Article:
Fraud victims to get more powers to complain about banks receiving the funds
SCAM victims who have been tricked into transferring money directly to a fraudster will soon have stronger powers to complain about the bank that received the money - not just their own bank.
The new rules being introduced by the Financial Conduct Authority (FCA) come into force on January 31.
Under the rule changes, the bank receiving money from a victim of this type of scam, known as authorised push payment (APP) fraud, will have to take the victim's complaint on if one is made to them about how they are handling the situation.
If, after complaining, the scam victim is still unhappy with the way the receiving bank has handled their case, the new rules will allow them to escalate their complaint to the Financial Ombudsman Service (FOS).
Currently, the bank sending the money - but not the receiving bank - must handle these complaints in line with the FCA's complaint-handling rules.
Consumer campaigners have been calling for banks to do more to shoulder the responsibility when someone is tricked into transferring money.
Victims of APP fraud may never see their money again as the bank was acting on their instructions when it transferred their cash - unlike frauds where money is taken from people's bank accounts without their knowledge, when in general victims can expect to be reimbursed.
Christopher Woolard, executive director of strategy and competition at the Financial Conduct Authority (FCA), said: "The FCA takes APP fraud and the harm it causes to consumers very seriously.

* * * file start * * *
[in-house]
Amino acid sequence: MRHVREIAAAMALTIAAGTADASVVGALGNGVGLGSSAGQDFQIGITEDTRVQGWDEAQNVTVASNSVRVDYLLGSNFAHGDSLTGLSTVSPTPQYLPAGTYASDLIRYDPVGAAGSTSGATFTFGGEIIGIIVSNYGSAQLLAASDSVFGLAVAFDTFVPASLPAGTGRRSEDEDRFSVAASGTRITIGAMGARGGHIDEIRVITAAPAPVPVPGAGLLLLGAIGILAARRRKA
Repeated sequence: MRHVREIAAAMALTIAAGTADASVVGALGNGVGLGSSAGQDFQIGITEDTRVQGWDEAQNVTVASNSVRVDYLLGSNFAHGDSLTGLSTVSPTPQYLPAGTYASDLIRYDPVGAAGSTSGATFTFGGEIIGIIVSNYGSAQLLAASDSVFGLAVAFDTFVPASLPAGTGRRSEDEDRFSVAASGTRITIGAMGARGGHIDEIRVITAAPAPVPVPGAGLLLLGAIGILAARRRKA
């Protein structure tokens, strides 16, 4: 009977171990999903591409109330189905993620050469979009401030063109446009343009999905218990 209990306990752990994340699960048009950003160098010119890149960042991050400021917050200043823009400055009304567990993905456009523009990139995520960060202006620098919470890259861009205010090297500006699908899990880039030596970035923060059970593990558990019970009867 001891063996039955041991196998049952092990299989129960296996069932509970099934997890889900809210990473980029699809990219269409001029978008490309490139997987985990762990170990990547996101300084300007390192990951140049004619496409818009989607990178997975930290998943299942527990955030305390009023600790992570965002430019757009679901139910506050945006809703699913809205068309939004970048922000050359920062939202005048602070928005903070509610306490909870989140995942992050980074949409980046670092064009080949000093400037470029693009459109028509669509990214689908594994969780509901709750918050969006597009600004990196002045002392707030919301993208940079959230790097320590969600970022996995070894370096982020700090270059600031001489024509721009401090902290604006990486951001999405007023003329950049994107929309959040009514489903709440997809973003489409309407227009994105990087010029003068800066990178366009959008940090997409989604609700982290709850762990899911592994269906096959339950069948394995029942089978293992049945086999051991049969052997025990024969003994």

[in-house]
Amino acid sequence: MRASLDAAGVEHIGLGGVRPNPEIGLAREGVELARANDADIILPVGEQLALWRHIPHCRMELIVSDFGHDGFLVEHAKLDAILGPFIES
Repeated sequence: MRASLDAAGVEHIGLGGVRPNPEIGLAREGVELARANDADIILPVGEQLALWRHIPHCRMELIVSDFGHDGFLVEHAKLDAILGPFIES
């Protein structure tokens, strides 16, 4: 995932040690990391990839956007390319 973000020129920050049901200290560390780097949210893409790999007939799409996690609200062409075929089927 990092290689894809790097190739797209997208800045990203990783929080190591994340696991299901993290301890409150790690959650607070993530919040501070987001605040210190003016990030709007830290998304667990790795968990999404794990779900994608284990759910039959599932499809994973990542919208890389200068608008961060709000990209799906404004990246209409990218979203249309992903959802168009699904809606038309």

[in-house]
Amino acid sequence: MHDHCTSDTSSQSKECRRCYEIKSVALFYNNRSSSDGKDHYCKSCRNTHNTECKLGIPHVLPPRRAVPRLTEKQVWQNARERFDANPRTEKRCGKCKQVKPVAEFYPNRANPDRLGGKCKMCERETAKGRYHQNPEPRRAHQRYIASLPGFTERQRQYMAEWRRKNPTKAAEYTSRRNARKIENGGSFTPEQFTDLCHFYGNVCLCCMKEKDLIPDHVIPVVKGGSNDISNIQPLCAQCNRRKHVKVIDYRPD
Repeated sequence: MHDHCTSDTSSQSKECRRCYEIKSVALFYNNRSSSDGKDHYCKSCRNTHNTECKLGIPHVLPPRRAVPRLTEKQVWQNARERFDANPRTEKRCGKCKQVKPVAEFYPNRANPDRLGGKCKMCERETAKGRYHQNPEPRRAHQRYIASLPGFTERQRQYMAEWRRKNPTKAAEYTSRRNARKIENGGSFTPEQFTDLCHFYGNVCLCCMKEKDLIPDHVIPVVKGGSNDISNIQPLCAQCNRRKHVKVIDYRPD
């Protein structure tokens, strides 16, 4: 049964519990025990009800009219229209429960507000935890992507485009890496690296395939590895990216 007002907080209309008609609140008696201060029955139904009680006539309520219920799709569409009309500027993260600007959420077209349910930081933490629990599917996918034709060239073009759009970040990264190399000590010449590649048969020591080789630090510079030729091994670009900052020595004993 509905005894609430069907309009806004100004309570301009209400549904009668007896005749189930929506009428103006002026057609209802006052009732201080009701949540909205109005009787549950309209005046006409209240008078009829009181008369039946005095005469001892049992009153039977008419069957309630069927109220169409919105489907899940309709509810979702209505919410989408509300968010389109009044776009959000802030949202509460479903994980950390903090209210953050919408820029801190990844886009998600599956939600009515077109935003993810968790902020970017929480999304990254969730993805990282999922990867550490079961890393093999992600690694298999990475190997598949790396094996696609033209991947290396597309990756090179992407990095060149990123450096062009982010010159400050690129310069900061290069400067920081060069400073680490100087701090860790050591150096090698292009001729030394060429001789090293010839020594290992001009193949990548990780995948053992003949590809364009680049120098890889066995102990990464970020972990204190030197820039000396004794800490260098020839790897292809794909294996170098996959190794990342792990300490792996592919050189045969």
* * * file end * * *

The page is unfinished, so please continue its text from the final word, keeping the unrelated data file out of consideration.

"Now victims of APP fraud can make a complaint to the PSP (payment services provider) receiving their payment and if they're not satisfied with the outcome, can refer their complaint to the Financial Ombudsman Service."
According to figures from UK Finance, there were 43,875 cases of APP fraud and total losses of £236 million in 2017.
Following a 'super complaint' by Which?, the FCA and Payment Systems Regulator (PSR) investigated APP fraud and found that banks receiving payments could do more to identify fraudulent incoming payments and prevent accounts from being compromised by fraudsters.
The FCA said it shares concerns with the PSR and the industry that APP fraud is a growing problem.
A group set up by the PSR is developing a voluntary industry code, which aims to set standards for banks to prevent and respond to APP fraud and reimburse victims in certain circumstances.
Jenni Allen, managing director, Which? Money, said: "This is an important step that should help victims to pursue complaints and seek reimbursement from the bank that the fraudster has used to process payments.
"People are losing life-changing sums to bank transfer scams every day, so the new code to protect victims from this type of crime must be urgently introduced by all banks.
"We must also now see an agreement reached with the banks to ensure victims are properly reimbursed when they have fallen victim to this type of fraud through no fault of their own."